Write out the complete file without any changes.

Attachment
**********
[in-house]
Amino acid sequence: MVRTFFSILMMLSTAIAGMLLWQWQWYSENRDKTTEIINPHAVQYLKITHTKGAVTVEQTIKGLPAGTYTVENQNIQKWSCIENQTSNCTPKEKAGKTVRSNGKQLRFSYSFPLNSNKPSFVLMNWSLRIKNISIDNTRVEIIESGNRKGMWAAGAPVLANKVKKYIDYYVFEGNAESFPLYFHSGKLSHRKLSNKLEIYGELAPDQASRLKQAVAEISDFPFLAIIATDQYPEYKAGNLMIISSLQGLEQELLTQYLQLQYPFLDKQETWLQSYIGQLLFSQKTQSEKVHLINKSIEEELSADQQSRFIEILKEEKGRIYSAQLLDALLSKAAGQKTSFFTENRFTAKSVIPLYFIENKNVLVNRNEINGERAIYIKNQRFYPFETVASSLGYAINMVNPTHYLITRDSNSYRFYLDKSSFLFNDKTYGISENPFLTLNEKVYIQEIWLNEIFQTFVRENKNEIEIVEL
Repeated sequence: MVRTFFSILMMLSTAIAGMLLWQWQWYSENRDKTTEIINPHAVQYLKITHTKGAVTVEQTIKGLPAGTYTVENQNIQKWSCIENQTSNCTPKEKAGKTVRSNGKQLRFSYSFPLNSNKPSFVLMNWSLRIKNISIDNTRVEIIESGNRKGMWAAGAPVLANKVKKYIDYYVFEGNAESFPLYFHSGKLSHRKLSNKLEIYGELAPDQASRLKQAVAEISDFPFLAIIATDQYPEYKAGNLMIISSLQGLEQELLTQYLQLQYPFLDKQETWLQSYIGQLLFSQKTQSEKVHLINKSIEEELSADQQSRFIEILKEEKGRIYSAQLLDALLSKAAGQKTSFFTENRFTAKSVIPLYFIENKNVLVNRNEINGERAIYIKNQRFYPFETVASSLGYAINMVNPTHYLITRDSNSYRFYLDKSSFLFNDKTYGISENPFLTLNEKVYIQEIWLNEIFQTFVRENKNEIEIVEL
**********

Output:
[in-house]
Amino acid sequence: MVRTFFSILMMLSTAIAGMLLWQWQWYSENRDKTTEIINPHAVQYLKITHTKGAVTVEQTIKGLPAGTYTVENQNIQKWSCIENQTSNCTPKEKAGKTVRSNGKQLRFSYSFPLNSNKPSFVLMNWSLRIKNISIDNTRVEIIESGNRKGMWAAGAPVLANKVKKYIDYYVFEGNAESFPLYFHSGKLSHRKLSNKLEIYGELAPDQASRLKQAVAEISDFPFLAIIATDQYPEYKAGNLMIISSLQGLEQELLTQYLQLQYPFLDKQETWLQSYIGQLLFSQKTQSEKVHLINKSIEEELSADQQSRFIEILKEEKGRIYSAQLLDALLSKAAGQKTSFFTENRFTAKSVIPLYFIENKNVLVNRNEINGERAIYIKNQRFYPFETVASSLGYAINMVNPTHYLITRDSNSYRFYLDKSSFLFNDKTYGISENPFLTLNEKVYIQEIWLNEIFQTFVRENKNEIEIVEL
Repeated sequence: MVRTFFSILMMLSTAIAGMLLWQWQWYSENRDKTTEIINPHAVQYLKITHTKGAVTVEQTIKGLPAGTYTVENQNIQKWSCIENQTSNCTPKEKAGKTVRSNGKQLRFSYSFPLNSNKPSFVLMNWSLRIKNISIDNTRVEIIESGNRKGMWAAGAPVLANKVKKYIDYYVFEGNAESFPLYFHSGKLSHRKLSNKLEIYGELAPDQASRLKQAVAEISDFPFLAIIATDQYPEYKAGNLMIISSLQGLEQELLTQYLQLQYPFLDKQETWLQSYIGQLLFSQKTQSEKVHLINKSIEEELSADQQSRFIEILKEEKGRIYSAQLLDALLSKAAGQKTSFFTENRFTAKSVIPLYFIENKNVLVNRNEINGERAIYIKNQRFYPFETVASSLGYAINMVNPTHYLITRDSNSYRFYLDKSSFLFNDKTYGISENPFLTLNEKVYIQEIWLNEIFQTFVRENKNEIEIVEL